A transdisciplinary study of consumer belief, behavior and microbial contamination in preparing a meal

A.R.H. Fischer, A.E.I. de Jong, L.J. Frewer, M.J. Nauta, R. de Jonge

Research output: Contribution to conferencePosterProfessional

Abstract

The prevention of consumer food poisoning is an important issue from the point of view of public health. For this purpose, information interventions targeted at the behavior of consumers during food preparation are an essential part of developing an effective intervention strategy. However results from psychological research have shown that the development of effective intervention strategies is problematic, and indicate that consumers do not readily adopt safe food preparation practices. To be successful in communication relevant risk information, targeted campaigns should be developed in which technical risk assessments and risk perception/communication are integrated. To achieve this, close cooperation between, microbiologists and risk psychologists is required. The primary aim of the research is to explore and try to understand the relations between consumer practices, the resulting microbial contamination, and their risk perceptions regarding current food preparation practices. A study will be reported in which these relations were explored by asking Dutch consumers to prepare a chicken salad in their own kitchen. Cross-contamination during food preparation was microbiologically followed by contaminating raw chicken with a harmless tracer, as a substitute for Campylobacter. Participants were then interviewed to explore their beliefs with regard to food and food safety. By analyzing videotapes of the food preparation, the microbial contamination of the finished meal, and the interview texts, the relations between behavior and microbial effects and between food related beliefs and behavior are explored, which leads to identification of actual hazards and increased understanding of the relation between behavior and beliefs of consumers. Results and conclusions of this study will be presented, together with implications for future research.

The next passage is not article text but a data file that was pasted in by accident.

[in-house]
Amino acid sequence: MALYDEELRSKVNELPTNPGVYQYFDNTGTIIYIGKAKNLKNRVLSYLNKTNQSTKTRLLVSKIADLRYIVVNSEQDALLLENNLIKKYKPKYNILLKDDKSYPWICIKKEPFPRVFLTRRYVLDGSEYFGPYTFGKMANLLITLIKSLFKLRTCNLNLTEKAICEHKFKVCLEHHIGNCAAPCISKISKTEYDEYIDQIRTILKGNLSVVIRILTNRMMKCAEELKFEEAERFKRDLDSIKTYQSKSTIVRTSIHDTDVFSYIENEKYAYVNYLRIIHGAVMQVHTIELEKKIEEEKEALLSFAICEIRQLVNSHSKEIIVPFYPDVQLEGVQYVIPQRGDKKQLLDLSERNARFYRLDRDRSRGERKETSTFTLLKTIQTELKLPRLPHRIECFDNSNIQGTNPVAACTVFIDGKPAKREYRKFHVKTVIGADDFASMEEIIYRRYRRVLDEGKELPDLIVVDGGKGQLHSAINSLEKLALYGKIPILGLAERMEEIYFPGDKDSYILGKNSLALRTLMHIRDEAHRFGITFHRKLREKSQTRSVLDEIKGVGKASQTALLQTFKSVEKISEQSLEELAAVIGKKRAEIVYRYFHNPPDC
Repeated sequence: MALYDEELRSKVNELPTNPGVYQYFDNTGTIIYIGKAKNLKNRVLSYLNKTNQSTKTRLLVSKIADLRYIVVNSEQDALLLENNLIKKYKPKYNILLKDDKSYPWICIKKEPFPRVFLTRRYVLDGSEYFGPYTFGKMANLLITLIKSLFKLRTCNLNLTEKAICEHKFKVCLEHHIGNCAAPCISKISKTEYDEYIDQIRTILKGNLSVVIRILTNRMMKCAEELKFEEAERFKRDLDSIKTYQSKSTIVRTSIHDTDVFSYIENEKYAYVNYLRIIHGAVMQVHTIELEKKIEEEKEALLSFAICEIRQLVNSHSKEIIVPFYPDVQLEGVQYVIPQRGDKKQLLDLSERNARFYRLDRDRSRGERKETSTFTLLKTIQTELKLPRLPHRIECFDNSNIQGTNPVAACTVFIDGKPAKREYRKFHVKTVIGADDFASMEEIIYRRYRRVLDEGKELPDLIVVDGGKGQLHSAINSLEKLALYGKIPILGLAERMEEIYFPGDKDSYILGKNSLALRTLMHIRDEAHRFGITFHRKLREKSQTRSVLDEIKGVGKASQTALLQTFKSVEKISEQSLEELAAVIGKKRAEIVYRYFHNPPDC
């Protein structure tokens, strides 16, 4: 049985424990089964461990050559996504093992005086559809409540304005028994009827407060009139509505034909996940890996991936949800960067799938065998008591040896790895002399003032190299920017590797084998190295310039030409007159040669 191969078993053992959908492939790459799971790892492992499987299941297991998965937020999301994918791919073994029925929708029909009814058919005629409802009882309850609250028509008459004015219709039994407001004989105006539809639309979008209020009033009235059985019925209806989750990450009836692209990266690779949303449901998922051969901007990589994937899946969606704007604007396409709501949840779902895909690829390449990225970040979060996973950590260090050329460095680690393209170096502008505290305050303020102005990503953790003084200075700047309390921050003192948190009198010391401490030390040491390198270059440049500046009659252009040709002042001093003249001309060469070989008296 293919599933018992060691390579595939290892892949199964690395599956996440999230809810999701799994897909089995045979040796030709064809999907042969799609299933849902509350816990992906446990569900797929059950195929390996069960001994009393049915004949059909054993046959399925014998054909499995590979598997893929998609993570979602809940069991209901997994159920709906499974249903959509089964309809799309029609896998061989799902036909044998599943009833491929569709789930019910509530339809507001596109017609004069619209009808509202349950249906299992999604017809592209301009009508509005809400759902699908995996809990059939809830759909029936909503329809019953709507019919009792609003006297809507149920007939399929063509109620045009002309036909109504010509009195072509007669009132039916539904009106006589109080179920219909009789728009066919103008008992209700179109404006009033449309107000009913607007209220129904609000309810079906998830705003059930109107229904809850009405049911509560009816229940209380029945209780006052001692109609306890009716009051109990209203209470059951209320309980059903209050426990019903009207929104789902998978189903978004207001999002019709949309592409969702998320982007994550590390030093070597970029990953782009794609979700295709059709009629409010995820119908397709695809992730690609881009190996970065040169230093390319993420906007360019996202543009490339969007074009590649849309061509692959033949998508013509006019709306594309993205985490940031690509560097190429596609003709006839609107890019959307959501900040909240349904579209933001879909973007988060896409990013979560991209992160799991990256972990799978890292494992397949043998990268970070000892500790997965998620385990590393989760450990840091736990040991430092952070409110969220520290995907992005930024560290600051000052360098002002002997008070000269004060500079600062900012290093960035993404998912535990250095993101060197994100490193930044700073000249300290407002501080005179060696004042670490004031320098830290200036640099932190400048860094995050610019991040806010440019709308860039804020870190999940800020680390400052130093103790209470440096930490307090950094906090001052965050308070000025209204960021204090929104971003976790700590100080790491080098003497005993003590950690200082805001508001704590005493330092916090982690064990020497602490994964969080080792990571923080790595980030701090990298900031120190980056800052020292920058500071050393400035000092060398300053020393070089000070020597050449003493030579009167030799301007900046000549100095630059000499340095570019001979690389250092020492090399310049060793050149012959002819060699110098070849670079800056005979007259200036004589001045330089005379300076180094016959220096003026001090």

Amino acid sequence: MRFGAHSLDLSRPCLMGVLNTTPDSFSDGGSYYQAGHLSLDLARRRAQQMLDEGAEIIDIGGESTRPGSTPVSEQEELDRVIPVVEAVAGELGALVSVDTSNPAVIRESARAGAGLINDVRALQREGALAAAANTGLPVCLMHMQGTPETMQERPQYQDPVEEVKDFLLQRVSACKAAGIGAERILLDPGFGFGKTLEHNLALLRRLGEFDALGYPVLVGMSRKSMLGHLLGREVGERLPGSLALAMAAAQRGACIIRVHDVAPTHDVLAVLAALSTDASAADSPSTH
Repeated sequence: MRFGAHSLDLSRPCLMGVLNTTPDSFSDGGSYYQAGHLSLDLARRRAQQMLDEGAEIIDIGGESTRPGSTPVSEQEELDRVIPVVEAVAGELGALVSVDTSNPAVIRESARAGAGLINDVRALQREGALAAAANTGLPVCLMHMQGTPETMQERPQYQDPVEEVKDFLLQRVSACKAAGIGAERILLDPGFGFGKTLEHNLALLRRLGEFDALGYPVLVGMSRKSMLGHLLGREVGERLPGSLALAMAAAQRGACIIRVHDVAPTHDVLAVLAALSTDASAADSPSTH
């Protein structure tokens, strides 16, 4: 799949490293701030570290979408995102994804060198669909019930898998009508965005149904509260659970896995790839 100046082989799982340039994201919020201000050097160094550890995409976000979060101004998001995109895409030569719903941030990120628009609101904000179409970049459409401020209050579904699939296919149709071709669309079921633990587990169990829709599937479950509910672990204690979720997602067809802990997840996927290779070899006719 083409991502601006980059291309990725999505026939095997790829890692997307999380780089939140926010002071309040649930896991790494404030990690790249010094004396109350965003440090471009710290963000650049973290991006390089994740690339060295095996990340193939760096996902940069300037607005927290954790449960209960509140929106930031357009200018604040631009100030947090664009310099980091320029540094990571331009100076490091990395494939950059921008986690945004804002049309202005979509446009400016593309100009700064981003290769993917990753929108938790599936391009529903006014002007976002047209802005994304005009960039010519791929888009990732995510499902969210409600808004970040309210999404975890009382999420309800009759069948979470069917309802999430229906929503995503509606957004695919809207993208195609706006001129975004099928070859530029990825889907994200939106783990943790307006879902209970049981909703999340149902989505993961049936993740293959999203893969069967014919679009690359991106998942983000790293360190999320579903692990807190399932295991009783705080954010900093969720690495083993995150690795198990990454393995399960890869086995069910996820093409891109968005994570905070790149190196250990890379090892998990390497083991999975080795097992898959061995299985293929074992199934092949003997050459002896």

Original languageEnglish
Publication statusPublished - 2005
EventSRA annual meeting 2004: Risk Analysis: The Profession and the Future -
Duration: 5 Dec 20048 Dec 2004

Conference

ConferenceSRA annual meeting 2004: Risk Analysis: The Profession and the Future
Period5/12/048/12/04

Fingerprint

Dive into the research topics of 'A transdisciplinary study of consumer belief, behavior and microbial contamination in preparing a meal'. Together they form a unique fingerprint.

Cite this